Is this billy goat the Cubs' savior?

May 28, 2012 (CHICAGO)

However, help could be here. A goat named Wrigley is in town, but can it reverse the curse and more than a century of losing?

The Cubs ended their losing streak Monday, but the goat does not get to Wrigley Field until Tuesday.

The five men and their billy goat named 'Wrigley' walked and walked and walked. They have been on foot since February. The Cubs fans began in Mesa, Arizona on Ron Santo's birthday, en route to their destination: Wrigley Field.

The goat, which they bought off of Craigslist, is hands down the star of the trip.

The five hikers and their four-legged companion stopped by ABC7 to chat Monday morning after reaching the city's North Side Sunday night, mere blocks from Wrigley.

The five friends say the goal is to crack the Cubs curse. But for Matt Gregory the most important purpose of their cross country 2000 mile trek is to raise money for a Seattle cancer center that took care of Gregory's late mother.

"We're raising money for a good cause, so that could affect people, could touch their heart if they've been affected by cancer," said Matt Gregory. "Kind of a wacky twist - not a lot of people see goats every day."

"Great responses from everybody. I mean, we were in St. Louis, and we got a great response there, people in St. Louis were great - even though they're Cardinals fans, everybody's been really great to us," said Blake Ferrell, one of the companions of the goat.

Wrigley the goat will be at Wrigley Field Tuesday along with the five men. They have raised about $20,000, and the goal is to raise about $100,000. The Cubs organization will make a donation on Tuesday.


The "Crack the Curse" walk has taken the men nearly 1,300 miles since they left Mesa, Ariz., on Feb. 25 - the birth date of Cubs legend Ron Santo. They have been walking 20 to 25 miles a day since and hope to reach Wrigley Field in Chicago on May 28.

The walk's larger purpose is to raise funds for the Fred Hutchinson Cancer Research Center in Seattle, which provided care to one of the walker's mothers.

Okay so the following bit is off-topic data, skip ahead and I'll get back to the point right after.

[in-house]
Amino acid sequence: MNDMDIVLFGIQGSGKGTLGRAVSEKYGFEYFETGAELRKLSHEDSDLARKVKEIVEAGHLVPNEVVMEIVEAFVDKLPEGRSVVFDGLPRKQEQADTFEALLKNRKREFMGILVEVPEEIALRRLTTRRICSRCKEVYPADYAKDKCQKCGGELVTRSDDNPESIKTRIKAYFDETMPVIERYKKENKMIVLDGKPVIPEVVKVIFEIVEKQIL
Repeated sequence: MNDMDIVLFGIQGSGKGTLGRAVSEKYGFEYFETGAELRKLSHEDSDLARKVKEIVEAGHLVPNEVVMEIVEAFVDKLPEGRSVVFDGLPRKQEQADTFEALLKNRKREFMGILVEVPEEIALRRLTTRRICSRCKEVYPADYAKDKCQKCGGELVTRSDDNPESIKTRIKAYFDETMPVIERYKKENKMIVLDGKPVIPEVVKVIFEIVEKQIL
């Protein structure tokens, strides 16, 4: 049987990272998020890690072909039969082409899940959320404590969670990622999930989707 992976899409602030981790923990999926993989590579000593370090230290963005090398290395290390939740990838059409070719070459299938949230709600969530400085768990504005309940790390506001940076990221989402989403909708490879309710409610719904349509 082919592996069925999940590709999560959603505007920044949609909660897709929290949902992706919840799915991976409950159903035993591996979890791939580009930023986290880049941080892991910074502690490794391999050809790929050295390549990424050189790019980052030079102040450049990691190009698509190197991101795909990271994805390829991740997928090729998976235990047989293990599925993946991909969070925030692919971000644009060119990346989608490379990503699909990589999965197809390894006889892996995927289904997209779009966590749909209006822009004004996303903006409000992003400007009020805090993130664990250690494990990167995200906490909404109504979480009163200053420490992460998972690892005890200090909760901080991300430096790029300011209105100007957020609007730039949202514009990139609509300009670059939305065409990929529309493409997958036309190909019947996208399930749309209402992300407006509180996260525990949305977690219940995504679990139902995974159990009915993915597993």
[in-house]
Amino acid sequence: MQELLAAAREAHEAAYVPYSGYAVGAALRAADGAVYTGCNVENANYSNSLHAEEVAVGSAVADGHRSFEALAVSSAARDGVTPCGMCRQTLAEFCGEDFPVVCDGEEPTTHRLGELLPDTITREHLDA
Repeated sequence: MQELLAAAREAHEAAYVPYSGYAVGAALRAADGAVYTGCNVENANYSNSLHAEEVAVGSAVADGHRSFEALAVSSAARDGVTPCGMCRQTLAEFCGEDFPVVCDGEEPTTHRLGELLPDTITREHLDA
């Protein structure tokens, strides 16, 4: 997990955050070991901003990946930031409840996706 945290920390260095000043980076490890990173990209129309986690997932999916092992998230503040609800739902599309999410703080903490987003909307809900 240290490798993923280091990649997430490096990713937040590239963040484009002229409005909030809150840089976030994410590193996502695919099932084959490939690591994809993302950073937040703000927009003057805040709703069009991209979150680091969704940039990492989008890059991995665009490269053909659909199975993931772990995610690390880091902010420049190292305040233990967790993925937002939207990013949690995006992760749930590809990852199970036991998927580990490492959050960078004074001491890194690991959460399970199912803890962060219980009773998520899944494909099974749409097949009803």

So far, the group has raised more than $6,000 and hopes to reach $100,000 by the time it arrives in Chicago. As for the goat, its name is Wrigley, of course, and was purchased off Craigslist.

The animal walks about five to 10 miles a day and is pushed the rest of the way in an animal carriage.

The walkers said they started their trip carrying food for the animal but found that it preferred the roadside grass.

The walkers are Kyle Townsend, 28, and Blake Ferrell, 30, of Marcellus, Mich.; Matt Gregory, 33, of Coos Bay, Ore.; P.J. Fisher, 25, of Prescott, Ariz.; and Philip Aldrich, 26, of Memphis, Tenn.

ll but Fisher, who roots for the Arizona Diamondbacks, are big Cubs fans. The men came up with the idea last year when they were working in a resort at Denali National Park in Alaska. According to baseball lore, the "Curse of the Billy Goat" refers to an incident that occurred during the Cubs' last appearance in the World Series in 1945.

The tale goes that Billy Sianis, owner of the Billy Goat Tavern, was asked to take his goat and leave a game against the Detroit Tigers because the animal's odor was troubling fans.

Sianis is said to have responded: "Them Cubs, they aren't gonna win no more," which has been interpreted by beleaguered Cubs fans to mean their team ould never win another World Series game at Wrigley Field.

The walkers spent Monday night in Broken Arrow with Caleb Hill, who grew up in Michigan with Townsend and Farrell.

Hill couldn't help poking a little fun at his pals.

"(Townsend) is just the biggest sloth of a kid I've ever known," he said. "I just can't imagine him walking all day with a 25-pound pack on his back and a goat."

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